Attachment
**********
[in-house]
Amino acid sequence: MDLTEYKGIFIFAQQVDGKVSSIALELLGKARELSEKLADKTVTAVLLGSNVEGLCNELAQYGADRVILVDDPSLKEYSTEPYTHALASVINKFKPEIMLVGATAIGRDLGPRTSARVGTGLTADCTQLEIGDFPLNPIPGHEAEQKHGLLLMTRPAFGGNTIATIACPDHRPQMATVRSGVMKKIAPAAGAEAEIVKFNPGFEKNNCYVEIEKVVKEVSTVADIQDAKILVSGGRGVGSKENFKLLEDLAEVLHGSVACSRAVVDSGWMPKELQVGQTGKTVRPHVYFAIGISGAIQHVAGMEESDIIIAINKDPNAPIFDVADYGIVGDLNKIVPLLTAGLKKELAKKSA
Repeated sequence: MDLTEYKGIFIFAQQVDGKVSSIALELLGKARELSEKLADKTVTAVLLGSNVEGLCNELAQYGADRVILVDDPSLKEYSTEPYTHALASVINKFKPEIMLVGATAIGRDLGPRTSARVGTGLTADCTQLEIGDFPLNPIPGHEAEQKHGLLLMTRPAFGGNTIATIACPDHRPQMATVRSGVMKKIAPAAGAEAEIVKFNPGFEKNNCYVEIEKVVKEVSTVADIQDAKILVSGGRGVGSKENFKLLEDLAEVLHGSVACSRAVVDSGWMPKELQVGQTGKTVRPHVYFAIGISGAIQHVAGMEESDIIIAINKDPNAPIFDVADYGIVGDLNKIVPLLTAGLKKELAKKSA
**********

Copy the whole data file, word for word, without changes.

[in-house]
Amino acid sequence: MDLTEYKGIFIFAQQVDGKVSSIALELLGKARELSEKLADKTVTAVLLGSNVEGLCNELAQYGADRVILVDDPSLKEYSTEPYTHALASVINKFKPEIMLVGATAIGRDLGPRTSARVGTGLTADCTQLEIGDFPLNPIPGHEAEQKHGLLLMTRPAFGGNTIATIACPDHRPQMATVRSGVMKKIAPAAGAEAEIVKFNPGFEKNNCYVEIEKVVKEVSTVADIQDAKILVSGGRGVGSKENFKLLEDLAEVLHGSVACSRAVVDSGWMPKELQVGQTGKTVRPHVYFAIGISGAIQHVAGMEESDIIIAINKDPNAPIFDVADYGIVGDLNKIVPLLTAGLKKELAKKSA
Repeated sequence: MDLTEYKGIFIFAQQVDGKVSSIALELLGKARELSEKLADKTVTAVLLGSNVEGLCNELAQYGADRVILVDDPSLKEYSTEPYTHALASVINKFKPEIMLVGATAIGRDLGPRTSARVGTGLTADCTQLEIGDFPLNPIPGHEAEQKHGLLLMTRPAFGGNTIATIACPDHRPQMATVRSGVMKKIAPAAGAEAEIVKFNPGFEKNNCYVEIEKVVKEVSTVADIQDAKILVSGGRGVGSKENFKLLEDLAEVLHGSVACSRAVVDSGWMPKELQVGQTGKTVRPHVYFAIGISGAIQHVAGMEESDIIIAINKDPNAPIFDVADYGIVGDLNKIVPLLTAGLKKELAKKSA